What Publishers Can Learn from the Rise and Fall of Social Gaming on Facebook

By Looking at the Past, Publishers Can Avoid an Overreliance on Facebook

By Published on .

Reprints Reprints

Ever since Facebook introduced its Instant Articles feature last year, publishers have been wondering how the move would play out.

The lure is clear: Facebook provides exposure and traffic despite the fact that Instant Articles do not link to the publishers' sites. For Facebook, A-list content helps keep its news feed fresh, which increases time on site (or app), and the ad dollars that follow.

But under all the veneer, Facebook is quietly creating unfair power dynamics where publishers are set up to lose in the long term. Just yesterday, the company said it would further elevate friends' posts, likely to the detriment of the publishers that have invested so much in Facebook for their distribution.

What we are witnessing here is a repeat of what happened with social gaming, where Facebook's unmerciful adjustments ultimately ended up serving only Facebook and wreaked havoc on a once fast-growing industry.

So publishers, beware. By understanding this history, publishers can avoid repeating the same doomed destination.

Facebook's bait-and-switch on social gaming

Remember FarmVille? Back in 2010, the game had 80 million users -- roughly twice the population of California. FarmVille's owner, Zynga, achieved that feat by piggybacking on Facebook's growth and taking advantage of free and cheap traffic. For a while, this was a good deal for Zynga and Facebook.

At the onset, social gaming companies (of which there were several) helped increase time on site for Facebook, boost engagement metrics and jumpstart Facebook's revenue.

But cheap traffic on Facebook never stayed cheap.

Eventually, Facebook started to charge for game ads and in the interest of quality, turned down the amount of game content that appeared in the feed.

This is the pattern that Facebook repeats: Offer free traffic to get all parties onto the platform, dial down the free model, then start charging for very low prices. For the social game companies, the cheap traffic kept them happy and committed but inevitably by Facebook's hands, cheap surged to expensive.

At the same time, Facebook found a way to take a cut of social gaming's revenue. This squeeze from both sides continued until Facebook determined that something else was a priority (say, live video). Suddenly, expensive traffic turned into almost no traffic.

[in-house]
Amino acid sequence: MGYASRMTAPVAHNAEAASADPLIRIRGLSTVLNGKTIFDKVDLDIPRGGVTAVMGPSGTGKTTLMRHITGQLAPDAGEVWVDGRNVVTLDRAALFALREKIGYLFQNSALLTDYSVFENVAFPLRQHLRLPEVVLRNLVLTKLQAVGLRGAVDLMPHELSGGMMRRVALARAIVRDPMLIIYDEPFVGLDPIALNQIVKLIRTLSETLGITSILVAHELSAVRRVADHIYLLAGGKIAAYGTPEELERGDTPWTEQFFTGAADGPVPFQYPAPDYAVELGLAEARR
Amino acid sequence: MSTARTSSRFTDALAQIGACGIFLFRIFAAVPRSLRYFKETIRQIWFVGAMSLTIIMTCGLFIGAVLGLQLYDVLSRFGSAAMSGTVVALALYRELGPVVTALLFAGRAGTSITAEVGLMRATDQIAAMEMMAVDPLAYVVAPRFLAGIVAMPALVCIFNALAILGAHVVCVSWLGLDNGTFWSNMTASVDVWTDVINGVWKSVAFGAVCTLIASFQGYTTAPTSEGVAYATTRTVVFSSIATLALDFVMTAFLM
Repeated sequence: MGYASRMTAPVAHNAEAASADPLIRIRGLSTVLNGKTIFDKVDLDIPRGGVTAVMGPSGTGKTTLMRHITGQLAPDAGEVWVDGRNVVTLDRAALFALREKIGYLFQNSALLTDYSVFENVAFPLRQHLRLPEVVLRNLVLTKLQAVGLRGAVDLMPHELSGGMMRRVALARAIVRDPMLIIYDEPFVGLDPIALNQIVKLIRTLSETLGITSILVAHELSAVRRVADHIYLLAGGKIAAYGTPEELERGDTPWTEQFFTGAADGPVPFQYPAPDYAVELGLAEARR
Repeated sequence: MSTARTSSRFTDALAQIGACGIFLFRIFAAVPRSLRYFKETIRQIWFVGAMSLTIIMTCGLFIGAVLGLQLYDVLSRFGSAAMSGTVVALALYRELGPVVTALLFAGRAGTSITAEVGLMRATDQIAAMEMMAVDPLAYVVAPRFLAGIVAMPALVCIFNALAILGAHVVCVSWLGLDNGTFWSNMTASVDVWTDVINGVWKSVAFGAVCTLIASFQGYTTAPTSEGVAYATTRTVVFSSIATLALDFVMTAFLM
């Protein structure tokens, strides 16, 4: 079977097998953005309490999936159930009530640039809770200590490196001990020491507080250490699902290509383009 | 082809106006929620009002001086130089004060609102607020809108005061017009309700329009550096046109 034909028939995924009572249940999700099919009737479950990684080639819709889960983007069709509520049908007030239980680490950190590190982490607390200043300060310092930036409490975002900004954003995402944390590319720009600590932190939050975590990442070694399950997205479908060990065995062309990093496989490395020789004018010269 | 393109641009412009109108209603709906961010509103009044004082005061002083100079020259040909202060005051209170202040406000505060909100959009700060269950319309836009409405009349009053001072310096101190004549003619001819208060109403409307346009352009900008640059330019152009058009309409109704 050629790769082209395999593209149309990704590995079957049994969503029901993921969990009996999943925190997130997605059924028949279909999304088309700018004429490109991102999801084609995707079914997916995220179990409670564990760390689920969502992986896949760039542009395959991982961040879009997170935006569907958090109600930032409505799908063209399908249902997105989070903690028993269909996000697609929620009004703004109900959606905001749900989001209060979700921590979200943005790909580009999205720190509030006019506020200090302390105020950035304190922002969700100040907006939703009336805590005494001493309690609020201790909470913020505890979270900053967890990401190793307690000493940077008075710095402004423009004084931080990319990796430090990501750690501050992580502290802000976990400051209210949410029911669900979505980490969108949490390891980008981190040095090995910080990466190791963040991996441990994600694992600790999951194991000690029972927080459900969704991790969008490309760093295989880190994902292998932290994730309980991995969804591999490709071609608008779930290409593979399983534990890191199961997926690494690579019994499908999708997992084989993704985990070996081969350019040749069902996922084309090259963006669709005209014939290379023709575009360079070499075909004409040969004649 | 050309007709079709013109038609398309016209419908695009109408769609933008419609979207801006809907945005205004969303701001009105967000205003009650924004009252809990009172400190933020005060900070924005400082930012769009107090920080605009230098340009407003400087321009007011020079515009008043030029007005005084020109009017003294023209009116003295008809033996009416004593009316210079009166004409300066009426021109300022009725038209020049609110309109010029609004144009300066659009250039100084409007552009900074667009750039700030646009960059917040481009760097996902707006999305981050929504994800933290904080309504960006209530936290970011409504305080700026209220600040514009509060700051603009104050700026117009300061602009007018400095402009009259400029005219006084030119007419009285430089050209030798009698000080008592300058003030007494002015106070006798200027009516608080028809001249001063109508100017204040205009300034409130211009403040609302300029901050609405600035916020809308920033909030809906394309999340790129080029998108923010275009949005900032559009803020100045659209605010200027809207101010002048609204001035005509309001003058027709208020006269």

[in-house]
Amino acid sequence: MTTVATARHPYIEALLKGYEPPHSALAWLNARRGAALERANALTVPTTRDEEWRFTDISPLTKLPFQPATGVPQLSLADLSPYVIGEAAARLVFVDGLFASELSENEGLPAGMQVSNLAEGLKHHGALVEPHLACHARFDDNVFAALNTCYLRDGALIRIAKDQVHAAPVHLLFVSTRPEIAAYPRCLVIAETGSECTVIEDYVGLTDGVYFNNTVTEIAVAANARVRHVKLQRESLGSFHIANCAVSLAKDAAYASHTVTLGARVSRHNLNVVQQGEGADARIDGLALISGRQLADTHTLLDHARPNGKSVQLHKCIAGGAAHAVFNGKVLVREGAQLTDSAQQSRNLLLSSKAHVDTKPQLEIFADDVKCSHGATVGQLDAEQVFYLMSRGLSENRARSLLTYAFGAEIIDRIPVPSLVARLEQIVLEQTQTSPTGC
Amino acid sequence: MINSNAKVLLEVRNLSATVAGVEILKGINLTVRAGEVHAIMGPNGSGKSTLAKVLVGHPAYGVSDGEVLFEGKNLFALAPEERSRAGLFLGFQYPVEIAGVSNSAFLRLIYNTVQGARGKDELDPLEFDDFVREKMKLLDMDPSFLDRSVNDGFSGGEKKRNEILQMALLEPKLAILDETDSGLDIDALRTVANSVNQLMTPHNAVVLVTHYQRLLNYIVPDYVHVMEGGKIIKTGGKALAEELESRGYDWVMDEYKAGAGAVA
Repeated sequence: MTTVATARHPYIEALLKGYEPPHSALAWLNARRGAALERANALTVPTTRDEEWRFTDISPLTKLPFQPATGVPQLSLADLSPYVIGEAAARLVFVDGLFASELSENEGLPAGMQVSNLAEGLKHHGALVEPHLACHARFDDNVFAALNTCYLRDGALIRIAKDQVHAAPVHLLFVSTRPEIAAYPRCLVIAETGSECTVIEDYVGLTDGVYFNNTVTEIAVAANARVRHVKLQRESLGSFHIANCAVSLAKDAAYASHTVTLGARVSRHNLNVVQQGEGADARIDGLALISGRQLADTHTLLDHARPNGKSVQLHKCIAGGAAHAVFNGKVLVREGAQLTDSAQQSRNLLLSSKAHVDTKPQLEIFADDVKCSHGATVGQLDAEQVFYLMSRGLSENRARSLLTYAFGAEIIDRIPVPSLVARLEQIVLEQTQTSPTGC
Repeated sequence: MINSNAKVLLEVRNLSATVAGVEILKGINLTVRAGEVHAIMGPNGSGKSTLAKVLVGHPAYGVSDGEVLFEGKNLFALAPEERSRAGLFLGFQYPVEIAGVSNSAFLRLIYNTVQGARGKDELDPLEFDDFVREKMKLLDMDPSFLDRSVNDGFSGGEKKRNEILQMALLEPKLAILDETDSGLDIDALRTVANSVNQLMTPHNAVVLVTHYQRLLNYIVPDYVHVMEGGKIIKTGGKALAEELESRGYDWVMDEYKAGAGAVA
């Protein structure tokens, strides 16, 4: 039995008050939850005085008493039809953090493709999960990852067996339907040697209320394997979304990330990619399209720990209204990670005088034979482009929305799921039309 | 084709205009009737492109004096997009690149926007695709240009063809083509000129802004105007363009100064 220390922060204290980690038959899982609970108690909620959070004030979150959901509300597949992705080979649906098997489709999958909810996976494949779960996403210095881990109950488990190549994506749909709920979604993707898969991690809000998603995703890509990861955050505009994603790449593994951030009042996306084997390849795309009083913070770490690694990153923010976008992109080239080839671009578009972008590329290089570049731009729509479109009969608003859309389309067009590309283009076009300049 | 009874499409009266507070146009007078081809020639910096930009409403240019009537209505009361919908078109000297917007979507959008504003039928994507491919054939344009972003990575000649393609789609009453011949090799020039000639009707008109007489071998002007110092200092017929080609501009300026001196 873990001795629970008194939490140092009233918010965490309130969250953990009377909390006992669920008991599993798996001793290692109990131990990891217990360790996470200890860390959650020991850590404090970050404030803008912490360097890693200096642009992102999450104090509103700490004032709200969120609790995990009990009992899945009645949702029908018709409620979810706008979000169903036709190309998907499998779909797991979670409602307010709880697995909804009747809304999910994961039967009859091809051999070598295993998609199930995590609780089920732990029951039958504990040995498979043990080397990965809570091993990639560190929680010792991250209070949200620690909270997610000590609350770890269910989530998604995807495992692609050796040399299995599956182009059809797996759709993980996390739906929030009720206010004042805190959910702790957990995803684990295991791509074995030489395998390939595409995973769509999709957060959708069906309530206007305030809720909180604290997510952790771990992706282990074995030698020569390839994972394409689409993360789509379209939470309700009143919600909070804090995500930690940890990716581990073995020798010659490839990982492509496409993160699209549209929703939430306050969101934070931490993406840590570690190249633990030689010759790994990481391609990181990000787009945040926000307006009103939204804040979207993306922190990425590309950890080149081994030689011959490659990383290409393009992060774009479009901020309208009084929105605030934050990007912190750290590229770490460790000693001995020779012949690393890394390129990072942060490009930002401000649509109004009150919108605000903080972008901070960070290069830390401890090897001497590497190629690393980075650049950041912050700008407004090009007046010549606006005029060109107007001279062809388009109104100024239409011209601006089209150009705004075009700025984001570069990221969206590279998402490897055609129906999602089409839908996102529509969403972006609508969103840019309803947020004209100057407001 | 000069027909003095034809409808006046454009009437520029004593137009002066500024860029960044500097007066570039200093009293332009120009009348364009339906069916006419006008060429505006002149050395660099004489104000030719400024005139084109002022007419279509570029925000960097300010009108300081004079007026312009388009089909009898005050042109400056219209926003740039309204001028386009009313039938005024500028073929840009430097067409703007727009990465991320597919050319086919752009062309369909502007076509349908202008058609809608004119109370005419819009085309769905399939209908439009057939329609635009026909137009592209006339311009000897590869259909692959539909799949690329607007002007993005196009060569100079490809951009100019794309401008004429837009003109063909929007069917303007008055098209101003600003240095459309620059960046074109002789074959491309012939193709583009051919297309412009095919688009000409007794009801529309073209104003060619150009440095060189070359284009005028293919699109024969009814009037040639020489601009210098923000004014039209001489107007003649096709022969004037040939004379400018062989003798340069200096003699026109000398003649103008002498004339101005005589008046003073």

To keep publishers happy, Facebook appointed a point person to listen to game companies' concerns but never made any changes. The one exception was a special deal it cut with Zynga, which made the playing field unfair for all other game companies not named Zynga. Facebook was willing to cut special deals but in the end, did what's best for Facebook.

Social gaming's combined mistakes of overreliance on Facebook's platform and not investing in building direct relationships with the end consumer sealed its fate.

Learn from the past to prevent future overreliance on Facebook

Publishers should take a lesson or two from the rise and fall of social gaming on Facebook. To date, publishers have freely handed their content to Facebook's news feed in return for a massive audience and scale. Sound familiar?

Left unchecked, it will only be a matter of time before Facebook also chokes publishers' business viability by recycling the same traffic tactics it used with social gamers: increase dependence on the platform, make traffic more expensive, repeat. We're already starting to see red flags.

To avoid going down the same path, publishers need to come to terms with Facebook's real strategic intentions now, anticipate Facebook's next moves, and resolve to develop alternative strategies.

For instance, Facebook has felt free to help shape publishers' content. In late 2013, Facebook de-emphasized viral content in its news feed. That prompted a purge of sites like Upworthy, ViralNova, Distractify and Elite Daily.

Savvy publishers who suffered in that purge have realized that they can use video to get back in Facebook's good graces. Upworthy, which saw its traffic fall in late 2013, has rebounded. Upworthy claimed 167 million video views in December 2015, up from 5 million in January that year. That's great, but what happens when Facebook decides that it's getting enough video from publishers and wants to deprioritize viral video content?

For publishers, there are few alternatives. One is to actively support alternative platforms like Snapchat to help provide some balance in the market.

The other is to gain greater scale by combining resources. That's what a group of German publishers including Alex Springer and Gruhner + Jahr, recently did. The publishers pooled their data to create highly targeted audience segments for advertisers. U.S. newspaper publishers Gannett, McClatchy, Hearst and Tribune Publishing have also joined forces. These latter publishers are taking actions to have greater control over their destinies and not rely solely on platforms.

To avoid repeating social gaming's ill-fated journey, publishers must come to terms now with the fact that perhaps they should be putting as much energy into cooperating with each other as they are into cooperating with Facebook.

Most Popular